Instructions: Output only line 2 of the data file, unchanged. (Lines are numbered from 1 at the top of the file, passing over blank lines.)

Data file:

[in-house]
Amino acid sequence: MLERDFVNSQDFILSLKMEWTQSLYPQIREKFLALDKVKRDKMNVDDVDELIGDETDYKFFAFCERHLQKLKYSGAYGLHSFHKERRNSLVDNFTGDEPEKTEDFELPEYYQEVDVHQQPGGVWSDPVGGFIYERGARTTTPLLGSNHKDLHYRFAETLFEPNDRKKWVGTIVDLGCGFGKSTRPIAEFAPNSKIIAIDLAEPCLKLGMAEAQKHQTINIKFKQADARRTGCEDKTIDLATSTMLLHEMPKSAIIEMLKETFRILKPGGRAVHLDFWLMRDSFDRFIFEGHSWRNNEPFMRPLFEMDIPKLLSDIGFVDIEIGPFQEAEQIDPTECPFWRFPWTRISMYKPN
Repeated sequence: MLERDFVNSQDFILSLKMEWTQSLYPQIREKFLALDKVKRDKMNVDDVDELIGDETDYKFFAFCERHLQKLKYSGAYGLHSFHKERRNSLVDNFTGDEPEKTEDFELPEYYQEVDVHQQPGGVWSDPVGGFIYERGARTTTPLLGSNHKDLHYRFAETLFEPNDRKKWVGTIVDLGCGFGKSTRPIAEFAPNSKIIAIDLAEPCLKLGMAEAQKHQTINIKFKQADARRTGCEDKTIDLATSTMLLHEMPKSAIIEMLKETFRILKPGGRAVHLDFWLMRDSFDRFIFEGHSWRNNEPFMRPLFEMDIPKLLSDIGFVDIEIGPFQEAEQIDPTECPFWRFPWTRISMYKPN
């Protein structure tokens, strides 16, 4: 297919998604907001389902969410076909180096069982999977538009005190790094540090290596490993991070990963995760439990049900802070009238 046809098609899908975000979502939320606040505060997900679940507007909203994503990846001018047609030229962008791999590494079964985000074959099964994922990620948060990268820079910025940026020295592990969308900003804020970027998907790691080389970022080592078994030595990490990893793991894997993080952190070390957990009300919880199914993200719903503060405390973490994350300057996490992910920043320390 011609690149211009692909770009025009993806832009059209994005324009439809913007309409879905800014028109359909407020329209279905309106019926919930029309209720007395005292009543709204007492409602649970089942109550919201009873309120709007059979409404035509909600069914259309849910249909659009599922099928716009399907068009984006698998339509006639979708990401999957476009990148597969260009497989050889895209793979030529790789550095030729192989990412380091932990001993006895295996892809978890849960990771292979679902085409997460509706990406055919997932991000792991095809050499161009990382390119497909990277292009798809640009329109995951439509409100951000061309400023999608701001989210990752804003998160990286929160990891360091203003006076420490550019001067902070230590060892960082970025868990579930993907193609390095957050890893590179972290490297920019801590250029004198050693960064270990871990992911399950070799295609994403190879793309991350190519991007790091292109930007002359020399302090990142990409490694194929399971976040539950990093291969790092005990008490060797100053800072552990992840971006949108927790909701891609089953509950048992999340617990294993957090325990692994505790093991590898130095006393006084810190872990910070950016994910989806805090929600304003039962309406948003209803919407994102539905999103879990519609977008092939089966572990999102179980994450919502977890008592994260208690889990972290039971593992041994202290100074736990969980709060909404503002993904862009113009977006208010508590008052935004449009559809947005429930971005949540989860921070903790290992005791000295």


Amino acid sequence: MLERDFVNSQDFILSLKMEWTQSLYPQIREKFLALDKVKRDKMNVDDVDELIGDETDYKFFAFCERHLQKLKYSGAYGLHSFHKERRNSLVDNFTGDEPEKTEDFELPEYYQEVDVHQQPGGVWSDPVGGFIYERGARTTTPLLGSNHKDLHYRFAETLFEPNDRKKWVGTIVDLGCGFGKSTRPIAEFAPNSKIIAIDLAEPCLKLGMAEAQKHQTINIKFKQADARRTGCEDKTIDLATSTMLLHEMPKSAIIEMLKETFRILKPGGRAVHLDFWLMRDSFDRFIFEGHSWRNNEPFMRPLFEMDIPKLLSDIGFVDIEIGPFQEAEQIDPTECPFWRFPWTRISMYKPN